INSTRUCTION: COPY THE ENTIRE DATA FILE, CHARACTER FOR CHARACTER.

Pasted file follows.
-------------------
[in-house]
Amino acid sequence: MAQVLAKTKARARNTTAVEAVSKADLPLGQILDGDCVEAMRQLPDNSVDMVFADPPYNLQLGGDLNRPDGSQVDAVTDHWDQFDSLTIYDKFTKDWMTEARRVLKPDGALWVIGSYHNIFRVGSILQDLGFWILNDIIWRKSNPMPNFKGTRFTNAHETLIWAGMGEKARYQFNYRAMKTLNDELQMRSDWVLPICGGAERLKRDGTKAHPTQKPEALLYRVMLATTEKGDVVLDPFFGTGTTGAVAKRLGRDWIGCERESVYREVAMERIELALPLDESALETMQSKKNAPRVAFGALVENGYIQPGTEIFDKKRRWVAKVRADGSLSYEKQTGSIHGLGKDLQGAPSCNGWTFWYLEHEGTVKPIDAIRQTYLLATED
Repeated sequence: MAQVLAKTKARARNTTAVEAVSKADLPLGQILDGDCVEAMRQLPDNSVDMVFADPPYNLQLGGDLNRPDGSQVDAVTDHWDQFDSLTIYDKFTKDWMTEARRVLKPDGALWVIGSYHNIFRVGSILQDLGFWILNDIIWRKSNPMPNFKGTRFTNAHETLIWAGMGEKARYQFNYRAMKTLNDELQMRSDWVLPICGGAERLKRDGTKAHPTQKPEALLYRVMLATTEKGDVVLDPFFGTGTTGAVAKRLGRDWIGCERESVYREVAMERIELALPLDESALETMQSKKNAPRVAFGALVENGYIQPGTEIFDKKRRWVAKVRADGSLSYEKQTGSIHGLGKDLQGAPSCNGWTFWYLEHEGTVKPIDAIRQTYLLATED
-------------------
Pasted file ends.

[in-house]
Amino acid sequence: MAQVLAKTKARARNTTAVEAVSKADLPLGQILDGDCVEAMRQLPDNSVDMVFADPPYNLQLGGDLNRPDGSQVDAVTDHWDQFDSLTIYDKFTKDWMTEARRVLKPDGALWVIGSYHNIFRVGSILQDLGFWILNDIIWRKSNPMPNFKGTRFTNAHETLIWAGMGEKARYQFNYRAMKTLNDELQMRSDWVLPICGGAERLKRDGTKAHPTQKPEALLYRVMLATTEKGDVVLDPFFGTGTTGAVAKRLGRDWIGCERESVYREVAMERIELALPLDESALETMQSKKNAPRVAFGALVENGYIQPGTEIFDKKRRWVAKVRADGSLSYEKQTGSIHGLGKDLQGAPSCNGWTFWYLEHEGTVKPIDAIRQTYLLATED
Repeated sequence: MAQVLAKTKARARNTTAVEAVSKADLPLGQILDGDCVEAMRQLPDNSVDMVFADPPYNLQLGGDLNRPDGSQVDAVTDHWDQFDSLTIYDKFTKDWMTEARRVLKPDGALWVIGSYHNIFRVGSILQDLGFWILNDIIWRKSNPMPNFKGTRFTNAHETLIWAGMGEKARYQFNYRAMKTLNDELQMRSDWVLPICGGAERLKRDGTKAHPTQKPEALLYRVMLATTEKGDVVLDPFFGTGTTGAVAKRLGRDWIGCERESVYREVAMERIELALPLDESALETMQSKKNAPRVAFGALVENGYIQPGTEIFDKKRRWVAKVRADGSLSYEKQTGSIHGLGKDLQGAPSCNGWTFWYLEHEGTVKPIDAIRQTYLLATED